Hazards of filming in cities all too real, location managers say

The closure of the Apple TV+ and Endeavor Content miniseries Lady in the Lake last week following reports that a crew member had been threatened stunned officials in Baltimore, a movie-friendly hub that has for years hosted acclaimed crime drama The Wire ” was filmed .

The Baltimore Police Department this week retracted its first report of an on-set violent threat, but arrested a street vendor who officials said was upset that he had not been compensated by the production for lost business over drug charges.

Nonetheless, the halt to production was a reminder of the potential dangers crews can face when filming in neighborhoods where they may not always be welcome by local residents and business owners.

“When you’re in some kind of rough area, it can be difficult,” said Chris Baugh, site manager for 30 years. “I’m trying to stay sane.”

Earlier this summer, threats or acts of violence disrupted filming in cities across the country, which Baugh and other location managers attribute in part to rising crime and poverty amid the COVID-19 pandemic.

“I think more areas [I’ve seen] slide into poverty, and with it the desperation grows,” said Baugh, whose credits include the Oscar-winning film Argo. “And when you’re desperate and then you’re right next to movie stars and wealth, you become a target.”

In July, a crew member of the television series Law & Order: Organized Crime was shot dead in Brooklyn, New York. Details were unclear at the time, with a colleague saying the man was involved in hanging flyers, cones and other parking trucks for the production, according to the New York Post.

In another incident in Chicago last month, an incendiary device was thrown at a set of FX Networks Revival’s Justified. The device did not explode and no one was injured.

That comes just three weeks after two drivers involved in a shootout slammed into barricades set up near Douglass Park in Chicago during filming of Justified: City Primeval. None of the crew members who took cover as the gunners drove onto the set were injured.

Baugh has had his fair share of close shaves on the job and stressed the need to be smart by spreading the word about potentially dangerous encounters.

When he first got into the industry in the early 1990s, Baugh was on a Boyle Heights street corner taking photos and looking for murals around Mariachi Plaza for the PBS children’s show Reading Rainbow. He recalled putting down his camera and finding himself surrounded by gang members. He said he tried to defuse the situation by making excuses.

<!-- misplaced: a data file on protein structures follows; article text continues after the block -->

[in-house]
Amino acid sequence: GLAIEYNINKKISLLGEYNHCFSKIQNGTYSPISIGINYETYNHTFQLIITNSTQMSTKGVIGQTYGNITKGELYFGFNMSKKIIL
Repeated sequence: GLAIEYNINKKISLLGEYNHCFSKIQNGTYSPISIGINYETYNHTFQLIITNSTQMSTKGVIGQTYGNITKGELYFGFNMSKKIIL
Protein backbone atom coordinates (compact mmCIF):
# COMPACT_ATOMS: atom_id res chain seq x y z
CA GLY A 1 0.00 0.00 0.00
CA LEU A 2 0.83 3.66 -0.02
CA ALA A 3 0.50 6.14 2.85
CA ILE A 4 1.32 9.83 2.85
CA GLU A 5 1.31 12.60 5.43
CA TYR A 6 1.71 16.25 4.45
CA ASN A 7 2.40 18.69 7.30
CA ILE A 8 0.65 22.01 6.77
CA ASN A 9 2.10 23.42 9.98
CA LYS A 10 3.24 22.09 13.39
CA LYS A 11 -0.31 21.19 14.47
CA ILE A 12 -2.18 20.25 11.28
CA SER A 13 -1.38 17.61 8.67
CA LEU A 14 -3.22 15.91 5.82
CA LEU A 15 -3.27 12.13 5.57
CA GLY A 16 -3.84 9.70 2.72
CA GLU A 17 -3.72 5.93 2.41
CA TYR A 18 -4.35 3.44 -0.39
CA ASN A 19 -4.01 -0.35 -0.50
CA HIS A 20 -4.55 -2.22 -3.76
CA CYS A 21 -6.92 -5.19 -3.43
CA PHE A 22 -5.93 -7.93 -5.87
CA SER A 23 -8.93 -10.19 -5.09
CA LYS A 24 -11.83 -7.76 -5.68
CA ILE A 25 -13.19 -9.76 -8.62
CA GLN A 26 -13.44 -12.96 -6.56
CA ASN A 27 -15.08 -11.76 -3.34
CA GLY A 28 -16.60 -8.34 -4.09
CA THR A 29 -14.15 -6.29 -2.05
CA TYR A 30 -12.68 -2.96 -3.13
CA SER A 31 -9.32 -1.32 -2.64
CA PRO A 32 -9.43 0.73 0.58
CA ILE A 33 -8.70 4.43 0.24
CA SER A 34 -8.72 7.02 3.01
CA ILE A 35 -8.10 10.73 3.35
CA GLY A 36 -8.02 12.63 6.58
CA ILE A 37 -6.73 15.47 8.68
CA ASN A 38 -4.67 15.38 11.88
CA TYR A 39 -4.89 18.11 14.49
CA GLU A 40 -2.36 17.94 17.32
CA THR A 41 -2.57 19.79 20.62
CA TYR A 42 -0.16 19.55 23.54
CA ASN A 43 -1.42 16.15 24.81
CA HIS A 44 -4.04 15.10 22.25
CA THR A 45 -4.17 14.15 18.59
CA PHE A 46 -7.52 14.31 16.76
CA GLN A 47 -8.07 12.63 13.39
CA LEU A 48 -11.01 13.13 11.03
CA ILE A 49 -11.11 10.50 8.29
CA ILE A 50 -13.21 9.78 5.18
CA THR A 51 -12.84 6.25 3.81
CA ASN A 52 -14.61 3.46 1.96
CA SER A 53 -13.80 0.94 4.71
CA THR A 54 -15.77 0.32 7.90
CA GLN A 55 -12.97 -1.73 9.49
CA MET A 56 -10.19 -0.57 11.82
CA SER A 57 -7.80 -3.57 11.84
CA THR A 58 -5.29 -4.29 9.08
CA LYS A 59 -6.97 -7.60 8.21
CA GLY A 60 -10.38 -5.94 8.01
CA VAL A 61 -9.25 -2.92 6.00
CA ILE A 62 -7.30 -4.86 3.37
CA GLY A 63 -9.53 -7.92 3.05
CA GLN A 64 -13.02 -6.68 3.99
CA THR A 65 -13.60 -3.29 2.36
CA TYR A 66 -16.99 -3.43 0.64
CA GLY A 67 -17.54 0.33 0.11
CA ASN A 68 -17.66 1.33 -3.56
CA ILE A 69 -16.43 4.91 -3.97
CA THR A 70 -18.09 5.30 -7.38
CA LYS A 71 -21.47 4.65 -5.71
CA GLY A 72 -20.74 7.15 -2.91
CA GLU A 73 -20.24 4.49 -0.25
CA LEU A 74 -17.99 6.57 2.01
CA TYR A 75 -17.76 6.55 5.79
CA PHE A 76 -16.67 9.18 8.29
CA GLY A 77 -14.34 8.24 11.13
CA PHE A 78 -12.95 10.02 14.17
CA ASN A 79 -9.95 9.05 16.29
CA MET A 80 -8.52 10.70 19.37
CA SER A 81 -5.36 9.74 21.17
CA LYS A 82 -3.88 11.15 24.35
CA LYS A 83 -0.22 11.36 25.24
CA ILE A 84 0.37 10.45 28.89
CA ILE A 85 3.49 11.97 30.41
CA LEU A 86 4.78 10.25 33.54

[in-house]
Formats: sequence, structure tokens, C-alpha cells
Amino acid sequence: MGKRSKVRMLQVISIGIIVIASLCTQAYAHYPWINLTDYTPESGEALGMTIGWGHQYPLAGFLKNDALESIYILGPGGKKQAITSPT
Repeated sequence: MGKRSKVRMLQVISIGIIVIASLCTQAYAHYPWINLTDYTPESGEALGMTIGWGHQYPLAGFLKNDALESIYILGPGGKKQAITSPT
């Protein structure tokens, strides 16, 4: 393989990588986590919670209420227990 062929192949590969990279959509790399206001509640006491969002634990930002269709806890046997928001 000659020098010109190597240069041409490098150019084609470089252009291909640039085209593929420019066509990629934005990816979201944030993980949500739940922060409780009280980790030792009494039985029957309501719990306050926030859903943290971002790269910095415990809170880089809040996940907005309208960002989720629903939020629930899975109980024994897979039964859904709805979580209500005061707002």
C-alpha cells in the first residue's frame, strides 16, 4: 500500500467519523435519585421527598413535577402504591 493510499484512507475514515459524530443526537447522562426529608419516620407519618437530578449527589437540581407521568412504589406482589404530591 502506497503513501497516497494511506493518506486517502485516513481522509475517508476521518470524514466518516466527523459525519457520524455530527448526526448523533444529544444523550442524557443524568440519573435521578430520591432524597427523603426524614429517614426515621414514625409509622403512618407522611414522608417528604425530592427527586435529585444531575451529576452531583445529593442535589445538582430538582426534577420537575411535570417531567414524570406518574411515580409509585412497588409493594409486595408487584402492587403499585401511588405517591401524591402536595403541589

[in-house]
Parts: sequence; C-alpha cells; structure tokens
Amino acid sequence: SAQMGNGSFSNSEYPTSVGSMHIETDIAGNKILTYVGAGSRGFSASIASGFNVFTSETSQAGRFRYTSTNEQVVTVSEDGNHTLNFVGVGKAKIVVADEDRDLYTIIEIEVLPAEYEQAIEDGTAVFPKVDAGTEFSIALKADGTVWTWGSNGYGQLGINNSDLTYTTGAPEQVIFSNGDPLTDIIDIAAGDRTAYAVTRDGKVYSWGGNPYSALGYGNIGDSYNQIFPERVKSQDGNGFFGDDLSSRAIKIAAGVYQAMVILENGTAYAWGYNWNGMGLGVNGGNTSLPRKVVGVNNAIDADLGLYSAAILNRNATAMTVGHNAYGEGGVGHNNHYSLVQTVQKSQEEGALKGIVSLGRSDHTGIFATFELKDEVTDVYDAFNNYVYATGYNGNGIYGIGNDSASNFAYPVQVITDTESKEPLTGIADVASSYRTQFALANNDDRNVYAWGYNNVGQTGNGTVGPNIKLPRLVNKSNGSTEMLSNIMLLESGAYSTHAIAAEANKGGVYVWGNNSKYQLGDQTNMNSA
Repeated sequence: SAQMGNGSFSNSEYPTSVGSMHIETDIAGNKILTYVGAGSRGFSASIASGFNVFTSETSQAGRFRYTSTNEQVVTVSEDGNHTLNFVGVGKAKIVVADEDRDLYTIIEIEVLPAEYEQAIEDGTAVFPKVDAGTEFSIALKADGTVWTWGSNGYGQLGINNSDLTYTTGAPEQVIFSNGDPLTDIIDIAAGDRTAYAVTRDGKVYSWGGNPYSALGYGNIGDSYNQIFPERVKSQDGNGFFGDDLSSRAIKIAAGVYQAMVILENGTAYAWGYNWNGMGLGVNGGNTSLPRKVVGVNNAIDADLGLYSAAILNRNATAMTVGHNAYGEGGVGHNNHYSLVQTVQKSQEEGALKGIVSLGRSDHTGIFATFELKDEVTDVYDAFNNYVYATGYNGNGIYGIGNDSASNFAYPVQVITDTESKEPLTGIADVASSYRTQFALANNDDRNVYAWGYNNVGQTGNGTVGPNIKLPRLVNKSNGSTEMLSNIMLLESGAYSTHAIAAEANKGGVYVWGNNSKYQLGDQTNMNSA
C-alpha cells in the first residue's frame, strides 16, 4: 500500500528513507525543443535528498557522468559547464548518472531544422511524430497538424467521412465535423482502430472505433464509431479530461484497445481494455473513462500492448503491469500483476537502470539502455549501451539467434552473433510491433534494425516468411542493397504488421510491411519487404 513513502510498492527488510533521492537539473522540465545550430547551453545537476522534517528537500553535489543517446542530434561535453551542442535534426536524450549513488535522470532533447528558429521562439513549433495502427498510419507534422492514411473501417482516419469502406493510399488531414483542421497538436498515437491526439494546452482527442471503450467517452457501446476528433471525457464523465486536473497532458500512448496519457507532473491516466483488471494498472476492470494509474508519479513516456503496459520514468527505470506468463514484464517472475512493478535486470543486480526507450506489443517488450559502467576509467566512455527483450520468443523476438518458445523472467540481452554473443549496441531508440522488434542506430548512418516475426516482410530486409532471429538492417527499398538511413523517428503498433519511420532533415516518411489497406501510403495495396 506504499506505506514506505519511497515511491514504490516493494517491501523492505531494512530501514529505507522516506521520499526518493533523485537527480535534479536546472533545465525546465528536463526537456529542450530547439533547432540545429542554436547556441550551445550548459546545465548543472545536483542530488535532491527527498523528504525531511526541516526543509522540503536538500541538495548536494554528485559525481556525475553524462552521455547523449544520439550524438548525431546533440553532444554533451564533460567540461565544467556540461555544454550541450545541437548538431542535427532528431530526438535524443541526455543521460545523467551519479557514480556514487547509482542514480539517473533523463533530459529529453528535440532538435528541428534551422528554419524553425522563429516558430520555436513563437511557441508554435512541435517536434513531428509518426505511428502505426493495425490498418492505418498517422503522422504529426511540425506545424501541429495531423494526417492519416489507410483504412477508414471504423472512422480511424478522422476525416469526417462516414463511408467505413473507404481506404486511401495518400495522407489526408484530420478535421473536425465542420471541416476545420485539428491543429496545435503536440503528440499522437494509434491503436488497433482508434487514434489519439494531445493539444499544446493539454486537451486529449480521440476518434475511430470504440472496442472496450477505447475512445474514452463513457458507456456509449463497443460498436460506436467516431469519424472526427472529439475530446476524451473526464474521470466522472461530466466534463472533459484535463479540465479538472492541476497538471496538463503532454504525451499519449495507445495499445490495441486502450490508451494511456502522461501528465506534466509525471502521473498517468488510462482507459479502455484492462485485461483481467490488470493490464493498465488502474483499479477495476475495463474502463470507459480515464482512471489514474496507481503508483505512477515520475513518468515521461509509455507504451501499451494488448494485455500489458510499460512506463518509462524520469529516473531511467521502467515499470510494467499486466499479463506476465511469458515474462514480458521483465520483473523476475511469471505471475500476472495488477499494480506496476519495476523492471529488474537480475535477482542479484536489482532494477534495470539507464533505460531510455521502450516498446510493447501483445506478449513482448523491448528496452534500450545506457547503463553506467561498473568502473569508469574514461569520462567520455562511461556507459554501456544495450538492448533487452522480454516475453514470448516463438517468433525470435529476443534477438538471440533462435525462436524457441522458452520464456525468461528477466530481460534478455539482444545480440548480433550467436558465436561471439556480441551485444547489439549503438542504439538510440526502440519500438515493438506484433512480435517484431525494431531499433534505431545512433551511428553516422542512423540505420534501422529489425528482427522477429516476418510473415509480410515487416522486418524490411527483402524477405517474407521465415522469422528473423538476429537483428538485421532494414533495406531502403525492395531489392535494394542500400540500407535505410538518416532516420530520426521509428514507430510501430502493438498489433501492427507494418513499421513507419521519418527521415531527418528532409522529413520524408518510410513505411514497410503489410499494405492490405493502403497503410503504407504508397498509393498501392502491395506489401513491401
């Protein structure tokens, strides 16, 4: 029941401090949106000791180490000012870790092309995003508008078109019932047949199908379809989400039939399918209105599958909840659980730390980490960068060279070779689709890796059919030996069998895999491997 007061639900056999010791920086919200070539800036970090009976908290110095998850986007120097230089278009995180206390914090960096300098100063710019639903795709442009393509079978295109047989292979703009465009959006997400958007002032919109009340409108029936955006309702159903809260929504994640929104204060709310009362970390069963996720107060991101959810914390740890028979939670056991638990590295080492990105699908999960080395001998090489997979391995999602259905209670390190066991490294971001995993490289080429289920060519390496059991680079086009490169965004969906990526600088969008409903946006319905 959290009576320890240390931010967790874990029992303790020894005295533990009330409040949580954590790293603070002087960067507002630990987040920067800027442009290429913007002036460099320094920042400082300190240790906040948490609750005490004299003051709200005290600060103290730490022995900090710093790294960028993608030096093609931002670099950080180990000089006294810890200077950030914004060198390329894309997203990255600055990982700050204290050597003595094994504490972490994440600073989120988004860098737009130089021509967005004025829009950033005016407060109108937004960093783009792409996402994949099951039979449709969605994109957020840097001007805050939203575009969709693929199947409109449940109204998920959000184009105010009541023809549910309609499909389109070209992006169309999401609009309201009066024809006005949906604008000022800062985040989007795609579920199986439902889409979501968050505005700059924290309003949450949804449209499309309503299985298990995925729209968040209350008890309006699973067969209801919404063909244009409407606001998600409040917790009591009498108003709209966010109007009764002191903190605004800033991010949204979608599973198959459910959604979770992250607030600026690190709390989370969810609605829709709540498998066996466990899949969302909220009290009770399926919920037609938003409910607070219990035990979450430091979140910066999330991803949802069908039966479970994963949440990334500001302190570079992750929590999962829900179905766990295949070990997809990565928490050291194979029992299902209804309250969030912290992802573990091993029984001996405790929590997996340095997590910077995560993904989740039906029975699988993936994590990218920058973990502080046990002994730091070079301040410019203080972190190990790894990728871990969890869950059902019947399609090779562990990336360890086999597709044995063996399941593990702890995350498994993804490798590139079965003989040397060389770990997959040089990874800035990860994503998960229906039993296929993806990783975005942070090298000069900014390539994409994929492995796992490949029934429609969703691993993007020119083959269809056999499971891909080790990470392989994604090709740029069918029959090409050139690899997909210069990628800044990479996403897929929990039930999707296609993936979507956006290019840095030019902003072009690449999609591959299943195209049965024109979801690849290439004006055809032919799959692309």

“Once they understood that I was scouting and just taking pictures, they thought it was funny and wanted to be part of it,” Baugh said.

He recalled a more recent incident while working as location manager on the Olivia Wilde film Don’t Worry Darling on 2020 election night. Towards the end of that day, the crew was forced to abruptly leave the filming location near the Oviatt building in downtown LA after police warned of an unruly crowd of protesters just blocks away.

“There wasn’t much damage, but the potential for something really serious was there,” he recalled.

LA-based location manager Mike Fantasia, who has worked on films for Martin Scorsese and Steven Spielberg, said the increase in attacks on film sets is making his job more difficult.

“You really have to think about where you’re filming,” Fantasia said. “I think those who are being marginalized are pissed off, they’re really upset. They look at people with $300,000 cameras, with amazing catering outfits, and they look at the time and money that we put into the preparation and filming, the locations and the people in expensive cars pull up and they’re like, ‘Fuck that. I’ll get a piece of that.’”

Some scouts, who must find suitable filming locations and negotiate with property owners to get their filming permits, have had fatal encounters, Baugh noted.

In 2017, location scout Edward French was found with a gunshot wound near his vehicle at Twin Peaks overlook in San Francisco. French was approached by a young man and woman before he was shot and his camera stolen, CBS News quoted police reports as saying. He was pronounced dead at a nearby hospital.

In the same year, Mexican location scout Carlos Muñoz Portal was reportedly shot dead several times in a remote area in the central part of the country while searching for Season 4 of the Netflix hit series Narcos.

While filming can bring jobs and business to one place, not all communities welcome productions that they say cause too much disruption.

Last month, residents of Angelino Heights protested the filming of Fast X, the 10th installment in the car heist franchise they say encourages street racing and illegal takeovers.

Some location managers have found ways to film in some of the most dangerous parts of town for crime dramas or movies.

When working in gang-heavy areas, Training Day and Southland location manager Michael Haro uses off-duty police to create a perimeter around the set and often seeks the help of inactive gang members through rehabilitation programs such as Homeboy Industries, to help admit their congregations. They will be offered roles as technical consultants for the productions, he said.

“The neighborhood sees us, we hire their people, they can get jobs and be legal for the time we’re there,” Haro said. “It also gives us the opportunity to do that [show] the community, the kids, who see nothing but a lot of neighborhood violence, something new.”

https://www.latimes.com/entertainment-arts/business/story/2022-09-01/film-crews-face-new-challenges-in-cities Hazards of filming in cities all too real, location managers say

Sarah Ridley

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